Updated: Oct 17
Horror has never been fully embraced by mainstream pop culture. Often, it is Hollywood’s dirty little secret. Horror movies are often categorized as thriller or action movies to gain the acceptance of not just the public, but the awards panels and even the people who work in them. Horror has been blamed for a lot of the evil that exists in the world. However, our genre is anything but evil.
Horror is the perfect example of art imitating life. Monsters play the roles of real villains. We get to see our demons displayed in Technicolor and face our fears in safety. Metaphors gloss over our real life horror shows. A spoonful of subtext makes the medicine go down. Our genre shines light upon the dark and dirty. Not just personally, but often politically as well. Horror is a cultural catharsis, yet it is often kept as far from the mainstream as possible.
Horror creators and fans are also seen as unstable members of the fringe when quite the opposite is true. Our genre is home to some of the most well adjusted people you will ever meet. Not only have we faced our darkness, we’ve created amazing things from it. We make the safe spaces for others to face their darkness. We are not the lowest common denominator that we are often portrayed as. We wrote that book, shot that film, created that art piece with intelligence, empathy and intention.
We know what the fuck we’re doing.
Censorship stems from fear. If something makes you uncomfortable, you ignore it. If you are in a position of power, you censor it. Horror is often taken literally and therefore misunderstood. Many people can’t look beyond the bloody surface to find the meaning underneath. Or if they see it, they don’t like it. Maybe they can’t handle the fact that the reflection in that broken mirror isn’t psychopathic killers and their crazed fans, but them. When you can’t handle your own flaws, or even accept that you have any, you pick an easy scapegoat and focus the blame on that. You try and hide it in the back room or the bottom of the pile. Or you edit the shit out of it until it fits into your definition of “acceptable.” Tipper Gore and the MPAA are just two examples.
As technology advances, censorship is taking on new forms. Social media “standards” seem to be left intentionally vague so that they can be selectively enforced. Punishment for violating these “standards” varies from suspension to deletion of your account whether or not you even knew you did anything wrong. User support/appeals processes are non-existent. The Soska Sisters had their account abruptly deleted for putting a poster for their movie Rabid in the banner of their Twitter account. No explanation. No one to appeal to. Nothing. If this can happen to such well known talent it can happen to anyone. Having one’s creative voice taken away arbitrarily with no recourse is a scary thing. Getting that voice edited or censored to fit someone else’s standards is just as bad. And the thought that we’re supposed to just sit back and take it is even worse.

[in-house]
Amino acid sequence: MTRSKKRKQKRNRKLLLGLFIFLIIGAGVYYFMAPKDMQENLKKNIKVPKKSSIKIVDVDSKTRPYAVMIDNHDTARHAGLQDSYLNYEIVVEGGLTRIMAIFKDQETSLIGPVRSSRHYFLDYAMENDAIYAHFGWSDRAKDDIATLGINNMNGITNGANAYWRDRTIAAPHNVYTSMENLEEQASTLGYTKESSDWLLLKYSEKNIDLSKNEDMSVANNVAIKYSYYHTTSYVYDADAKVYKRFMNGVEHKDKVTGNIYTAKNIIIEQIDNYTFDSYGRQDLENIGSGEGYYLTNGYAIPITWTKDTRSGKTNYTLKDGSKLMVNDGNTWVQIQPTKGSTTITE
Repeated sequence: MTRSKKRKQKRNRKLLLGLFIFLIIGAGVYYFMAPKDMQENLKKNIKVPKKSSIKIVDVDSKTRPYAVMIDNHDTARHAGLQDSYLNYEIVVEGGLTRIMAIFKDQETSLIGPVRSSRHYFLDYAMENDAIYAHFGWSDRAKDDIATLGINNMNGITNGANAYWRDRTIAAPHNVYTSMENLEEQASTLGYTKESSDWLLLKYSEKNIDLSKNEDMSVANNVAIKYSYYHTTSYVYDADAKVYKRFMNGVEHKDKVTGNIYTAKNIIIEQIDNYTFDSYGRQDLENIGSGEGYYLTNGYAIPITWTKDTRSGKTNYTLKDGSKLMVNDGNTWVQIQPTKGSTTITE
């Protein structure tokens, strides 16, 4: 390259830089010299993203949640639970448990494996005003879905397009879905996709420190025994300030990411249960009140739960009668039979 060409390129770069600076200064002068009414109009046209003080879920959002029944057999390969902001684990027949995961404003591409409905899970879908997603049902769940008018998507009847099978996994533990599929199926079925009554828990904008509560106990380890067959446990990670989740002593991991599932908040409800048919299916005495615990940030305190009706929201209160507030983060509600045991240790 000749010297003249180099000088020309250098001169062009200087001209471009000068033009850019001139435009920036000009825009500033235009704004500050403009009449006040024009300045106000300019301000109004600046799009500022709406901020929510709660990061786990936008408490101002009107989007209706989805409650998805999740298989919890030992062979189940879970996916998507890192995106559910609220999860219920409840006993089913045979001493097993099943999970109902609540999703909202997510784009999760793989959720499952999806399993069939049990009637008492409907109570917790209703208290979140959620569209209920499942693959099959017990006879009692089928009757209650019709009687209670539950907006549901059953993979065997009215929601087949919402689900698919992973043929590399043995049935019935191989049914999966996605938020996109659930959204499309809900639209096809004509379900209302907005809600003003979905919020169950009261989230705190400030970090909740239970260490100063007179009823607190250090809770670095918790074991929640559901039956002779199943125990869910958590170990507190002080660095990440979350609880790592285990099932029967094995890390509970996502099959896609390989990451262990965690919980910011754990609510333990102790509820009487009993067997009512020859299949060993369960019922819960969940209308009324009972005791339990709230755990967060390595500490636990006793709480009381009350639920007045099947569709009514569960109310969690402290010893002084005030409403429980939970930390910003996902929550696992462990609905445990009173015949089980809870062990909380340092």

That’s where the horror community comes in. The best argument in favor of horror is that we have a community that is strong, diverse, inclusive and supportive. There’s no rom-com cons. And there’s a reason for that. Our passions run deeper than the average fandom. When one of us is wronged, the rest of us do what we can to fix that. When one of us needs something there is always someone to help. There have been countless fundraising efforts to help creators who have fallen on hard times. Many creators have their fundraising campaigns for new content as well. Sure, it’s not all black rainbows and dead roses. But there is a camaraderie among horror fans and creators that simply does not exist anywhere else. We are a unique brand of people. We have a unique voice. And we will not be silenced.